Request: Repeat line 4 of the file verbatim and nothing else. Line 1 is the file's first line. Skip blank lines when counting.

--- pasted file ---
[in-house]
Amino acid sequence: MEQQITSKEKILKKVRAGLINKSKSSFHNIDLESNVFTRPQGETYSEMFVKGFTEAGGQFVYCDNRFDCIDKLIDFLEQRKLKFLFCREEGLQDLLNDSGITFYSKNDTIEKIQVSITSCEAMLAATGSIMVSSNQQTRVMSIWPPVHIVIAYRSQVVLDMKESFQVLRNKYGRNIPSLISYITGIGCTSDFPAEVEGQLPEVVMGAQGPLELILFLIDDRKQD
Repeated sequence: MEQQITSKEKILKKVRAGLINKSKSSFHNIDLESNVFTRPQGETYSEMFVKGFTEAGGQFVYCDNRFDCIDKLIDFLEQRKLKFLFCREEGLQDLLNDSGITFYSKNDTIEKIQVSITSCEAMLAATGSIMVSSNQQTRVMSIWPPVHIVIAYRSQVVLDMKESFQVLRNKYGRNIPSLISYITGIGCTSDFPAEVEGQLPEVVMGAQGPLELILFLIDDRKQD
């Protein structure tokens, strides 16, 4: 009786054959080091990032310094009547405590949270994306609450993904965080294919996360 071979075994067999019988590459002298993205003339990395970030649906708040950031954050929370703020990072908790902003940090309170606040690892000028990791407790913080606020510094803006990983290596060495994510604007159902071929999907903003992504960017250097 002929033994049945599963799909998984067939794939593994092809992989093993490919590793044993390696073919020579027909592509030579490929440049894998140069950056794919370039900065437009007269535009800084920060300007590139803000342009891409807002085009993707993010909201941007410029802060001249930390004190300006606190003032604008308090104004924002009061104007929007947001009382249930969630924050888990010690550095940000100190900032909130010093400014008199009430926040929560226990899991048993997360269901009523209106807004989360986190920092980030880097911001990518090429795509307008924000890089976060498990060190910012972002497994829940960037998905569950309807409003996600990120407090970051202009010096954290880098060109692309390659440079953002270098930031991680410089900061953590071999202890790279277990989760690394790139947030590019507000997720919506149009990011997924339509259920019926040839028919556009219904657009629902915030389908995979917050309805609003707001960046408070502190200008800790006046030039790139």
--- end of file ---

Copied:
């Protein structure tokens, strides 16, 4: 009786054959080091990032310094009547405590949270994306609450993904965080294919996360 071979075994067999019988590459002298993205003339990395970030649906708040950031954050929370703020990072908790902003940090309170606040690892000028990791407790913080606020510094803006990983290596060495994510604007159902071929999907903003992504960017250097 002929033994049945599963799909998984067939794939593994092809992989093993490919590793044993390696073919020579027909592509030579490929440049894998140069950056794919370039900065437009007269535009800084920060300007590139803000342009891409807002085009993707993010909201941007410029802060001249930390004190300006606190003032604008308090104004924002009061104007929007947001009382249930969630924050888990010690550095940000100190900032909130010093400014008199009430926040929560226990899991048993997360269901009523209106807004989360986190920092980030880097911001990518090429795509307008924000890089976060498990060190910012972002497994829940960037998905569950309807409003996600990120407090970051202009010096954290880098060109692309390659440079953002270098930031991680410089900061953590071999202890790279277990989760690394790139947030590019507000997720919506149009990011997924339509259920019926040839028919556009219904657009629902915030389908995979917050309805609003707001960046408070502190200008800790006046030039790139």